My memory isn't great, but from what I hear, my mother did not enjoy taking me clothes shopping. From a fairly early age, I stubbornly wanted nothing to do with what might have been fashionable. I preferred polos and pants. (I'm not sure how they got me into ruffly tops that exposed my whole mid-section in the early to mid-70s.) Some of that same stubbornness has followed me into my adult years. How long have skinny jeans been back in style? I just bought my first pair in November. (But I refuse to wear them without boots.) That stubborn streak, which seeps into other areas of my life, can be a weakness of mine, but could it also be a strength?
The quote I shared above could send me in one of several different directions, but my current situation is pushing me to one particular place of thought. One of my newest additions brought with him many challenges. One morning before school, a voice in my head and heart said, "You've got to find his strengths." The mere fact that the thought made itself known proves the strengths weren't easy to spot.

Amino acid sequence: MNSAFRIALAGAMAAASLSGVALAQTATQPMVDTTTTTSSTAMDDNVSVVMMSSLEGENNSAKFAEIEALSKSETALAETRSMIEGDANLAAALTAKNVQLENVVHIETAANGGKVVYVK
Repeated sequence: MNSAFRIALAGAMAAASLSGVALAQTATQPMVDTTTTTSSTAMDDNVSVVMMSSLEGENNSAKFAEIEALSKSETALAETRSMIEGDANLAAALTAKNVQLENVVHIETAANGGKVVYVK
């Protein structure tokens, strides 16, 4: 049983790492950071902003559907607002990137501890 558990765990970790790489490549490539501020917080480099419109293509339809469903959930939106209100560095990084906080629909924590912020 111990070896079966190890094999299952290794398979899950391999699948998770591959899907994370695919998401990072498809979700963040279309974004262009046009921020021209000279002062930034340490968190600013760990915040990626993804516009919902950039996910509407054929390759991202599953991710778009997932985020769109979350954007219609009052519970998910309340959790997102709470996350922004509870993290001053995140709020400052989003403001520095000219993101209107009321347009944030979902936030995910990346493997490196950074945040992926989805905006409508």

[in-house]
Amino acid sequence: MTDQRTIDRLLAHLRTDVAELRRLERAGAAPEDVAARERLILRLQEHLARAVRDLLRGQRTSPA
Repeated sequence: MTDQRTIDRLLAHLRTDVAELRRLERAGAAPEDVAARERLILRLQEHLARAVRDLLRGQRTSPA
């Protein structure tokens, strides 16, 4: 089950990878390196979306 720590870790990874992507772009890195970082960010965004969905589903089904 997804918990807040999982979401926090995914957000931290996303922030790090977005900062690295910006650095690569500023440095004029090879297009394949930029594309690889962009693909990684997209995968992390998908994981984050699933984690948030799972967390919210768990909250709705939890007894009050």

A few weeks ago I read a newsletter by Choice Literacy. It shed some light on my search. What seem like this child's flaws are also most likely his strengths. So I have seen his strengths. I just thought they were only his weaknesses. I must change the lens with which I view him. In fact, the same can be said for others in my classroom. The bossy one has potential leadership skills. The slow one is detail-oriented. The one who's always trying to do things for those who need to be more independent has a motherly heart. Their weaknesses are their strengths, as are mine. I don't mind being my own person and coming into the fashions at my own slow pace. I'm typically very comfortable looking and thinking like myself, even if I'm the only one. The challenge is to focus on the strengths and be willing to acknowledge that they're sometimes found disguised as weaknesses.
The wonderful Choice Literacy newsletter I referred to can be found here.